I am a dedicated cheer parent, most of us are. We all want to see our child progress and grow as a athlete on the floor, but what happens when they aren't progressing as fast as you, they, or the coaches want or (gasp) they regress, or lose skills. What now?
I am proud to say that "I am that parent." I am that parent (my husband is too) who pushes our daughter (and our other children in their sports) to be their best. We have used bribes, lectures, and even pointed out that other athletes are growing in skills faster then (insert your child's name).
However, it was recently pointed out to me, that I had "unrealistic expectations" when it came to my daughter nailing a skill and that I probably needed to lighten up a little.
It's just SO hard when I watch other athletes get skills faster and/or better then my daughter.
I currently have a deal with my daughter (Tessa) that if she is consistent with her full up, she gets the iphone case she wants. Maybe that's not the way you would go about it but it works for us. I know a mom who was going to give her child an iPad if she got her level 3 skills by a certain date. Another was a trip to the forbidden Ice Cream Parlor, if they hit all their stunts. Bribes seem to work for some kids. Lol
How hard is too hard when it comes to pushing our kids? We pay a lot every month to watch our kids grow and become better athletes, so why did he/she lose a skill they were just doing? It can be so frustrating! For us, them and the coach.
So here are a couple things you can think about doing:
1. Talk to your child. Do they know what they are doing wrong or what they need to be doing different?
2. Talk to the coach. When the coach has a minute, talk to them privately and see if they know what is going on and can provide some suggestions to help. For us, when Tessa wanted her tuck, one of her coaches gave her exercises to do at home and another suggested Debbie Love's website workouts that are based for specific skills. (www.fortheloveoftumbling.com)
3. Repetition is so important. The more time they can spend working on that skill, the better they are going to be. Add in an extra tumbling/stretching class (if you can afford it) just to help get them over the hump. Schedule a private with a coach who knows your child so they can work with them in a way that will benefit your child.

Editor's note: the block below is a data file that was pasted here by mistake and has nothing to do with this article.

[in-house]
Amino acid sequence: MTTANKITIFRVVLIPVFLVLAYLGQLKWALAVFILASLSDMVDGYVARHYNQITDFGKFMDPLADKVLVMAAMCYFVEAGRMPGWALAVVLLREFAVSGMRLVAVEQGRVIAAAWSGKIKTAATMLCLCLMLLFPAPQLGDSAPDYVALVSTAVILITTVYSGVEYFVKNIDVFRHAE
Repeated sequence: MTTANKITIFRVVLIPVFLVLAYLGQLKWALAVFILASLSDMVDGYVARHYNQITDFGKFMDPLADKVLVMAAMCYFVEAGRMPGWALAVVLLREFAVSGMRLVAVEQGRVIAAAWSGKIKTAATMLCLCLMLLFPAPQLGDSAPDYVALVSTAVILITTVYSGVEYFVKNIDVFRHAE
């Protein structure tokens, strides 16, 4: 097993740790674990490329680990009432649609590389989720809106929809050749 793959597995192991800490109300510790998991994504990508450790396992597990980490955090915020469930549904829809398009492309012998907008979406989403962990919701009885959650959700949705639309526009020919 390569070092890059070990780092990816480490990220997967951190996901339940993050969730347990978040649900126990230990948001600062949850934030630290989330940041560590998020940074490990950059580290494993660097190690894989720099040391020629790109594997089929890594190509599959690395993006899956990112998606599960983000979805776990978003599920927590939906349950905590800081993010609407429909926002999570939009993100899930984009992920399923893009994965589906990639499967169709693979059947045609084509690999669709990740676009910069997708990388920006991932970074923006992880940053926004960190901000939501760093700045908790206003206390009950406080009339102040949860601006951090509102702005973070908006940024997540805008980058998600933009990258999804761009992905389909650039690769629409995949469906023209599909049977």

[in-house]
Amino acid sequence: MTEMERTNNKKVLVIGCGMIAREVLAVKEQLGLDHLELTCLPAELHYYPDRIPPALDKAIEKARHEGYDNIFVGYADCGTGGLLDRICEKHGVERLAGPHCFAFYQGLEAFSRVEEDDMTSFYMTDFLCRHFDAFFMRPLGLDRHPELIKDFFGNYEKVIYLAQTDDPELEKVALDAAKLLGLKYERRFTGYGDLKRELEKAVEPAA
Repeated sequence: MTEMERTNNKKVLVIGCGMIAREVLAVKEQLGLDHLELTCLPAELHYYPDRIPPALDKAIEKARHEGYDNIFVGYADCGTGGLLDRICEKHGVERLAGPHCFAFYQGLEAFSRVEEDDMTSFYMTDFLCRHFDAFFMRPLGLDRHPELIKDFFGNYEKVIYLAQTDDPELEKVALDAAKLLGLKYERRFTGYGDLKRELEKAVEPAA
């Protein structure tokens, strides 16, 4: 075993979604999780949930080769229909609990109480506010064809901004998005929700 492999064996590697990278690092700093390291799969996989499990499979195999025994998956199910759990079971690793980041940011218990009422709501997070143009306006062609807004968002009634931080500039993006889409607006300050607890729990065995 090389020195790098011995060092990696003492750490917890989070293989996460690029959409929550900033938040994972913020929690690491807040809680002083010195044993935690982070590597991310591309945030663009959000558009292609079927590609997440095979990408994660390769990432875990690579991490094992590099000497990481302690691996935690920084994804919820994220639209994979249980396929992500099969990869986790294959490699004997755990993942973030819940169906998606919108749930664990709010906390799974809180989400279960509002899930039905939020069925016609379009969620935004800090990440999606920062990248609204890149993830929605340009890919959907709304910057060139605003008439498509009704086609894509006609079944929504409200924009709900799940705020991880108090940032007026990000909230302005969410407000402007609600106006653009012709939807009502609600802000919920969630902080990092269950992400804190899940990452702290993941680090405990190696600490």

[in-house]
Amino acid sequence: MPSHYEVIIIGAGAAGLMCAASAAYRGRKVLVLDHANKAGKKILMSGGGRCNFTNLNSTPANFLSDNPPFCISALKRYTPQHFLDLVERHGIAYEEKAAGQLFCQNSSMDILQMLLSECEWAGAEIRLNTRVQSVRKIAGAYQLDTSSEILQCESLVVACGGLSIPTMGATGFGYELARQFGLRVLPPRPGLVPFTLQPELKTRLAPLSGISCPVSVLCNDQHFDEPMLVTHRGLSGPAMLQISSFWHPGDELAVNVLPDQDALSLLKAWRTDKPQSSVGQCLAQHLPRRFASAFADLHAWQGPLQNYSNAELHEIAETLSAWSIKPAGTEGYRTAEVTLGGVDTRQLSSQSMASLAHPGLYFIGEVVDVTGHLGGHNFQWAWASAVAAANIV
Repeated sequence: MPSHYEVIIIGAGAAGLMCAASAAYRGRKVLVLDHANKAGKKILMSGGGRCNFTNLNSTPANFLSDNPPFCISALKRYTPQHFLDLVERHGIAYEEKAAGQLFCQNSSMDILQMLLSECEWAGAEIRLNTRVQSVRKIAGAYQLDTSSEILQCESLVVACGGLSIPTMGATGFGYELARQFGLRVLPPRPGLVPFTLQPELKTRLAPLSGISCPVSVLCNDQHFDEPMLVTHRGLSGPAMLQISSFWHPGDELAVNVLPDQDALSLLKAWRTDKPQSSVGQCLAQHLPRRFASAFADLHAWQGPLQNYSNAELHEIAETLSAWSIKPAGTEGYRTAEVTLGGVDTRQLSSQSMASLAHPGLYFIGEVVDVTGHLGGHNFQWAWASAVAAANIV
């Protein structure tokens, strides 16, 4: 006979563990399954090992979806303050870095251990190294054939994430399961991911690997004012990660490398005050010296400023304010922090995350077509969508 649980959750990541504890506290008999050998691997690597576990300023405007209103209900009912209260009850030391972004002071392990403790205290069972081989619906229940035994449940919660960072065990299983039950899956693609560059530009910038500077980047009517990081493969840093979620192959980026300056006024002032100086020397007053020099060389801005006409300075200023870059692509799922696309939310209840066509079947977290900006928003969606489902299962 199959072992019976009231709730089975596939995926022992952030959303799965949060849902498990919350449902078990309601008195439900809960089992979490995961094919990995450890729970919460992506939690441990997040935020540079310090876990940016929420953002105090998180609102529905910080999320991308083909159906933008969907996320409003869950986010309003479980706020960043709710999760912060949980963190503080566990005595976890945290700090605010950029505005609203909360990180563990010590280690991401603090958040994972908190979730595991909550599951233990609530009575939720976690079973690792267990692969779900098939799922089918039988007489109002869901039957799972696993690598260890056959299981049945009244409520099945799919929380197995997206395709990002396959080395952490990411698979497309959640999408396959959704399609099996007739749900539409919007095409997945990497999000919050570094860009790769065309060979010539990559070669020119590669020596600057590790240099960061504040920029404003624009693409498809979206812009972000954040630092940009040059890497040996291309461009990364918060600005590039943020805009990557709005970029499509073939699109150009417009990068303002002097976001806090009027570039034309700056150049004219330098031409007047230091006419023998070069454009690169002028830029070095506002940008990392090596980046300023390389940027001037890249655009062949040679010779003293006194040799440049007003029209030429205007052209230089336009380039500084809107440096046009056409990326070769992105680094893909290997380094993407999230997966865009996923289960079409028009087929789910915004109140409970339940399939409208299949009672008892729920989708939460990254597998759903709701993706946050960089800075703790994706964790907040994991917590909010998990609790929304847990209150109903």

4. Don't have unrealistic expectations. I have so been guilty of this and didn't even realize. We know kids, we know how hard we can push, we think we know what our kids are capable of and what to expect of them but when it comes to cheer, let the coach decide the expectation level. They are the ones with them on the floor for every practice, every class, every private and a good coach knows what your child needs to get that skill or get a skill back. I said a "good coach" because there can be a not so good or bad coach who might be pushing your child too hard for their own gains. They might not be putting your bilds mental and physical wellbeing first. Sometimes it's really hard to see the difference and to know when to intervene, all I can say is trust your gut feeling as a parent and in the end no one canault you for that.
For now I have given up on pushing for that standing tuck (don't get me wrong, I am still pushing and always will for her to be her best). Tessa is still growing and is doing her layout and focussing on her stunts and getting stronger. I have to take a step back sometimes and remind myself that she was a level 1 only for the 2010-2011 season and went to level 4 for 2011-2012 and grew so much and has gained so many skills under our amazing coaches. That is huge in itself!
If your child is regressing or not progressing fast enough for you, them, or their coach, take a step back, make sure expectations are realistic and figure out how you can help without hindering.